by Jay Johansen | Jan 22, 1998
The minister at a church I attended years ago once related this little story. A member of the congregation who was in the midst of a divorce came to him for advice. What property should he try to get out of a divorce settlement?
The minister asked him what they owned. They were a young couple and didn't really have much. They were renting, so there was no real estate to divide. He had no use for her clothes and such personal items nor she for is. The only thing he could think of that they might really fight over was their car. It was getting old, and he estimated it was worth about $2,000.
The minister suggested that he offer some equitable deal on the car, but if she decided to really fight for it, just let her have it. It wasn't worth fighting over. The young man agreed.
But then he went back to his lawyer, and the lawyer talked him into fighting for the car. So he went into a long, drawn-out court battle over it. He ended up spending over $6,000 in legal fees fighting for a $2,000 car.
And he lost. He spent $6,000 to not get the car.
"And so", the judge explained to the jury, "You must decide whether a stolen kiss is worth $10,000."
"Your honor", the foreman of the jury replied, "The gentlemen on the jury have discussed this, and we are agreed that the only way we can accurately determine the value of such a commodity is to sample it for ourselves."
"Are you all right?" the paramedic asked one man with no apparent injuries.
"How should I know?" he replied. "I'm a doctor, not a lawyer."
"I object!" the other attorney announced. "This is hearsay evidence."
"Your honor," the first attorney replied, "I am merely trying to establish what information was available to the witness at that time."
The two lawyers argued furiously, bringing up legal technicalities and precedents, and making fine speeches. Finally, after an hour of wrangling, the judge ruled that the question was admissible.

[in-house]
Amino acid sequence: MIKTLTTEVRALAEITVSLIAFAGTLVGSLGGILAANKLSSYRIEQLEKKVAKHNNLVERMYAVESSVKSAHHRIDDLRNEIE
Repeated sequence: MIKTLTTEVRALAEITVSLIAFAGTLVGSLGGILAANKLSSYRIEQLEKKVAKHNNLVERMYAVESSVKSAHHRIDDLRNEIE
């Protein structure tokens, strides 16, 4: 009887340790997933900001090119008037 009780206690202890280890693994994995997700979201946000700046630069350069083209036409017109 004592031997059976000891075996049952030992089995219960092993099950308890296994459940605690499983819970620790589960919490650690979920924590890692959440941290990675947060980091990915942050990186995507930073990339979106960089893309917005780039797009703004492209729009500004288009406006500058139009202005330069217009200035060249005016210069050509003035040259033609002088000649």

"So," the lawyer asked again, "When you called on Mrs Stover on the 23rd, what did she say to you?"
"Nothing", the witness replied. "She wasn't home."
"How hard did you push him?" the prosecutor demanded.
"Just a little," he replied.
The prosecutor got a brilliant idea. He badgered the witness mercilessly, deliberately making him angrier and angrier as he challenged every part of his story. Then he said, "Suppose you come down from the witness stand and show the jury just how hard you pushed him." He was hoping, of course, that after his badgering, the defendant would get a little carried away.
Nevertheless, he was stunned when the man kicked him in the shins, punched him in the stomach, and then picked him up and bodily threw him over the table.
Turning to the jury, the defendant said, "Ladies and gentlemen of the jury, about one-tenth that hard."
Defendant: But judge, you can't swindle people who don't trust you.
Friend: That's great. Very few people get to live out their childhood fantasies.
"Well," he replied cautiously, "A couple of days ago I would have said yes, but after hearing you in court today, now I'm not so sure I've ever even seen that car."
"Yeah," the juror replied. "When I go back to my regular business, it's going to be hard to remember not to lie and cheat people."
"Insanity, your honor," the foreman replied simply.
"What?!" he exclaimed, "All twelve of you?"
Defendant: No, your honor. My lawyer took my last dollar.